How God will judge, that He has already made plain in His Word. To John the messenger of Jesus He showed it as in pictures and explained it also by word. So John saw what happens on earth before the last great judgement comes. John saw that mighty men would put their own word above God’s Word. He saw that thereby, fearful things would happen on earth. But as the eyes of his spirit were opened, he also saw angels and other faithful servants of God. And so he wrote in the Book of Revelation, in the 14th chapter: “And I saw another angel flying in the midst of heaven, having the everlasting gospel to preach unto them that dwell on the earth, and to every nation and kindred (or tribe) and tongue and people.”


The “Eternal Gospel” concerns us as much as it concerned those people of four hundred years ago and people of any other time. And being meant for “every nation, and tribe and tongue and people, it is meant for the Apache Indians also.”


“The everlasting Gospel,” that is: the good news, the message of joy to last in eternity. It is the old message of Jesus Christ the Son of God. This it is: What stood against us because of our righteousness has been set right by Him, God’s Son; and now we owe nothing to God but to let our hearts be turned to Him, with faith in His Son, so our sins be forgiven and that He make us strong to live a life pleasing to Him; to pray trusting in Jesus name, only in Jesus name; let nobody else stand between you and God; let no man trouble your soul be glad and look up to God as your Father whom you obey gladly, and be sure that He will deal with you as His children.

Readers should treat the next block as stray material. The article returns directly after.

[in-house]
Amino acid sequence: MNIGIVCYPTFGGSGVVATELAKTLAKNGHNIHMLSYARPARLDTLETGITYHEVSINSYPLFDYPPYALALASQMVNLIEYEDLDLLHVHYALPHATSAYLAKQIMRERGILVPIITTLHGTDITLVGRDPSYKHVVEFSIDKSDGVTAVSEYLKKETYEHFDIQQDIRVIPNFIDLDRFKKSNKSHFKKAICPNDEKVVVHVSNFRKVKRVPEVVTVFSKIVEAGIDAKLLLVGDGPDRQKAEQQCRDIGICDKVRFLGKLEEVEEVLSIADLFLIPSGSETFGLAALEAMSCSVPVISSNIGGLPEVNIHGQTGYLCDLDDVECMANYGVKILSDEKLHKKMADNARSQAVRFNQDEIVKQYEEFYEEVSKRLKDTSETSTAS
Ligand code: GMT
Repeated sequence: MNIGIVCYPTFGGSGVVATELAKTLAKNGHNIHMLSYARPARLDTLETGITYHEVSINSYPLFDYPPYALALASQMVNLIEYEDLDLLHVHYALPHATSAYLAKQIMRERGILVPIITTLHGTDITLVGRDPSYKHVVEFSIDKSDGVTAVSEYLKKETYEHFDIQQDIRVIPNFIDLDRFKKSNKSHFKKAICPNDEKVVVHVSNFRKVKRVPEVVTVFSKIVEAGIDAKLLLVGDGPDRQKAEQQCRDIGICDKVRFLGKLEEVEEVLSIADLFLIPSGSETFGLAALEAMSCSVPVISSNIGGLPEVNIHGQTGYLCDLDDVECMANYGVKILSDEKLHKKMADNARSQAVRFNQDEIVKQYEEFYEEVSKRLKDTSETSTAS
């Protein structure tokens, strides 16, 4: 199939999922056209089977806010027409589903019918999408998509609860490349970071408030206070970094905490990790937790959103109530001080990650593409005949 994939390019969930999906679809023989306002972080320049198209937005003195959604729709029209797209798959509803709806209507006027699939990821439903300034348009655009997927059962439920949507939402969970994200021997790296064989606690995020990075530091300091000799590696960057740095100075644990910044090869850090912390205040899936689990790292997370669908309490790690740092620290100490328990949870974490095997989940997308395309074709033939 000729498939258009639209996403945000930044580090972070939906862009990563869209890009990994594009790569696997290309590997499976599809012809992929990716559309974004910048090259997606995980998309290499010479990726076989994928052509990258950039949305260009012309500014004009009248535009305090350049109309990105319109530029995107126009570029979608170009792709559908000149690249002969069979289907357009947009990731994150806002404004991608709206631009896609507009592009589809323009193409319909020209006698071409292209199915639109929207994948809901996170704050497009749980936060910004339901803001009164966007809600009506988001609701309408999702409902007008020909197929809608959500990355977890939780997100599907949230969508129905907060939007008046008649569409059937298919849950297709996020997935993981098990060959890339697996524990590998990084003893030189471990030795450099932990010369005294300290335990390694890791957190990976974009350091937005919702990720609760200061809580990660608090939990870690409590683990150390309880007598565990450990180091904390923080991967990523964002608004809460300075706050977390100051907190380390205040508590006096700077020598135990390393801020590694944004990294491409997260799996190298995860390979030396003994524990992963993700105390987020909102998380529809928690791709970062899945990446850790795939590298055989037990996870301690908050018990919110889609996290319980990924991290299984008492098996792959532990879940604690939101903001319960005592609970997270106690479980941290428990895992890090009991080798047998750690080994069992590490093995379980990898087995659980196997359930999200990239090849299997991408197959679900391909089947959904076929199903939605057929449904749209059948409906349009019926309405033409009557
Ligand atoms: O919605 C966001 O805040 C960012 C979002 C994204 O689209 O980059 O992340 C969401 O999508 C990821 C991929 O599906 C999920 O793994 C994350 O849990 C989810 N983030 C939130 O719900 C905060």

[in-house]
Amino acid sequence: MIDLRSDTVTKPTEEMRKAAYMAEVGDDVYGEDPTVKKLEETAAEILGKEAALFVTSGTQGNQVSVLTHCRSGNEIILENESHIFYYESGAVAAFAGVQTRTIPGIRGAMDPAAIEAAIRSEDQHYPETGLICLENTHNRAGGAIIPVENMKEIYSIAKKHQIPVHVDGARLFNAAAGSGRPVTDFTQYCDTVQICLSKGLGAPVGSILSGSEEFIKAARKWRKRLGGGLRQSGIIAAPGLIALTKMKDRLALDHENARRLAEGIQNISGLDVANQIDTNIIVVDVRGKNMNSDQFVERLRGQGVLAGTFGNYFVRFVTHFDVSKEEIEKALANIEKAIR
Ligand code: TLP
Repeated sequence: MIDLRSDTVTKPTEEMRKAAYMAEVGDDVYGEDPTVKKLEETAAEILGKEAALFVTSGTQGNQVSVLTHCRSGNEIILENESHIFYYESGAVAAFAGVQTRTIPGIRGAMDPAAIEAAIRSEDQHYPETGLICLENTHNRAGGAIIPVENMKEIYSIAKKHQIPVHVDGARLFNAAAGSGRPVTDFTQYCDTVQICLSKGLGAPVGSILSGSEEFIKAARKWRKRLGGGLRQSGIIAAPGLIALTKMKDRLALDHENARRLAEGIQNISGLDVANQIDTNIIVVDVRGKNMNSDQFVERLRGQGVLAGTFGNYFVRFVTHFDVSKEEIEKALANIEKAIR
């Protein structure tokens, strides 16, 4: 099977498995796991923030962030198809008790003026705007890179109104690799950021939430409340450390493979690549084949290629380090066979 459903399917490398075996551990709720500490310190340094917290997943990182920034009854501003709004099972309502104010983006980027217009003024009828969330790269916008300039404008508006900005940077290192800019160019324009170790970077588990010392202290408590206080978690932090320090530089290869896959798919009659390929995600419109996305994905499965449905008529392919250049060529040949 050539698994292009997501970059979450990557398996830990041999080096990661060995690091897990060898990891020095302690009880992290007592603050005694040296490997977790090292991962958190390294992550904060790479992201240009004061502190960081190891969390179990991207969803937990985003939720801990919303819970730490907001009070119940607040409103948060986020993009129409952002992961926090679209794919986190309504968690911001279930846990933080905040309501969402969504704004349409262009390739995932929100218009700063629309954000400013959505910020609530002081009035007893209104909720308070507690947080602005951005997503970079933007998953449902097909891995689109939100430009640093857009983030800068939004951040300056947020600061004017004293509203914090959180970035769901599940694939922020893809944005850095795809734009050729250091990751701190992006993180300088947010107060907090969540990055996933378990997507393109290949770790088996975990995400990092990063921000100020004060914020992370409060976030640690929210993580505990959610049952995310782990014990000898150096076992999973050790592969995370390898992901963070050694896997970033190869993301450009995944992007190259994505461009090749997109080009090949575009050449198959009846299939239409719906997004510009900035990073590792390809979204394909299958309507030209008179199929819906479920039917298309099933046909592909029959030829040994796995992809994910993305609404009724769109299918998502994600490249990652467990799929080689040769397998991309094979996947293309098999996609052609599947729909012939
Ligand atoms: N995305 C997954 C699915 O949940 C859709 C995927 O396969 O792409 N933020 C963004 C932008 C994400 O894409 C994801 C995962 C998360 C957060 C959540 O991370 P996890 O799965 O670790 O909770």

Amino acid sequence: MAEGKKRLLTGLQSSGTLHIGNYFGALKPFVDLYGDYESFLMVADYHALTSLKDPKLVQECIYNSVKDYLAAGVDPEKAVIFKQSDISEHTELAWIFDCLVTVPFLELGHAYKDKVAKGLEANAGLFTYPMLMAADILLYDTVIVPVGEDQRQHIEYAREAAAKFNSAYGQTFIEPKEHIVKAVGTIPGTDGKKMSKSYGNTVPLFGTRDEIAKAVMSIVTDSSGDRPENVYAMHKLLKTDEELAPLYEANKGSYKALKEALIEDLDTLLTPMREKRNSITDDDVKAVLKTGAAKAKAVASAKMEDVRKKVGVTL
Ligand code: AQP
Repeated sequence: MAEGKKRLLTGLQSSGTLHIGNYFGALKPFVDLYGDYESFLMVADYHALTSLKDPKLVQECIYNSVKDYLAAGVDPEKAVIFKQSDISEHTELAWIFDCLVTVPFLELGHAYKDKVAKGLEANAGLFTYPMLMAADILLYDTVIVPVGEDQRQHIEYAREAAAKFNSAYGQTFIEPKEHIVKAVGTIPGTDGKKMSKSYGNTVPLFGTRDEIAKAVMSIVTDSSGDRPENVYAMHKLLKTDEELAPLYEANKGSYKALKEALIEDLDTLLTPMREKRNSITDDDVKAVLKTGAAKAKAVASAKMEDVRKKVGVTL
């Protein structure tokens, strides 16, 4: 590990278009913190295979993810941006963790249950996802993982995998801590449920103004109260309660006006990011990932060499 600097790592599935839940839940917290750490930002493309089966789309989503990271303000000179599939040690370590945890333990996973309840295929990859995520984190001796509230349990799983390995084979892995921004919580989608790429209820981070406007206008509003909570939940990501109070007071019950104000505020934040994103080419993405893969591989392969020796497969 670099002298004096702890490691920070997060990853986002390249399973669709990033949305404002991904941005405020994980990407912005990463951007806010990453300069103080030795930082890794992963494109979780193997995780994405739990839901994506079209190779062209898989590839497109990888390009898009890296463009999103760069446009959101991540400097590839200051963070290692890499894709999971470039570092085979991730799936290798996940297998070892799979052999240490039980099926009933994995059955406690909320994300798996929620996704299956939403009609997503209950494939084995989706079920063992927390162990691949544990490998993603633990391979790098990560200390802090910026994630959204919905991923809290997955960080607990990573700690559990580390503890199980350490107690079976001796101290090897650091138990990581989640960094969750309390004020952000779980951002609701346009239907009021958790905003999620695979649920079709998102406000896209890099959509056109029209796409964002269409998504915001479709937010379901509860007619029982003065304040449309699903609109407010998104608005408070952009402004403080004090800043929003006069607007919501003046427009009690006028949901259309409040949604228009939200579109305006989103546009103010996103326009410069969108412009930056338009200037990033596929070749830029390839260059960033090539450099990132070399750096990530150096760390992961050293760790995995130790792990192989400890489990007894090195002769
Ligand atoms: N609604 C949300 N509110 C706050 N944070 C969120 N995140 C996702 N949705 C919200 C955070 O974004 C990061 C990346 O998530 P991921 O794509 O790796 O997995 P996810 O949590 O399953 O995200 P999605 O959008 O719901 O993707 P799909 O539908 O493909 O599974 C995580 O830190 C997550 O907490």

This good news Martin Luther learned to know from the written Word of God. Thereby his heart was turned to God with a great joy and a great trust. For this reason he was not afraid of men. For this reason he could without fear at that meeting before the mighty men give that good answer, and, as long as he lived teach and preach the truth.


Luther did as the angel proclaimed whom John saw flying in the midst of heaven: he believed and spoke to other people the everlasting good news for all people on earth, the Apache Indians also. And so to you also have come the call to pay attention to the following words which John heard that angel say: “Fear God, and give glory to Him; for the hour of His judgement is come: and worship Him that made heaven, and earth, and the sea, and the fountains of water.”


So this is what the Apache Indians have to do with Luther: They are given to hear the eternal good news, as it was given to Luther, and to believe it as he believed it and as others learned to believe it with glad hearts. They are called upon to fear nothing except doing anything contrary to God’s Word, as Luther learned to keep only this fear in his heart. They are called to worship no being but God the Father, the Son, and the Holy Spirit, the Maker of all things, as Luther learned from the Everlasting Gospel to call for help upon no other being.


In the Lutheran preaching and teaching, God’s message has come to you. As you treat the message, so you treat Him who sent it. So, what do you do with it?


If you take it to mind and heart, it will make you glad. If thus you fear nothing except doing anything contrary to God’s Word, then He will make you sure of being on the right way, and He will take care of you, as He did take care of Luther. Luther was born four hundred and fifty years ago, but he is not forgotten on earth, and his soul is with God. If you live in his faith, you will not be forgotten in eternity.


We do NOT believe IN Luther, But we want to believe AS Luther believed. He only pointed out the way; the way is faith in Jesus Christ the Son of God, according to the eternal gospel. –Francis Uplegger- The Apache Scout. November 1933

Pastor Kirk Massey serves as Pastor on the Apache Reservation. He is the pastor at the largest WELS Lutheran Church - The Lutheran Church of the Open Bible, Whiteriver, AZ. 

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Pastor Dan Rautenberg

Native American Mission

Field Coordinator

Apache  Christian Training School  (ACTS) Director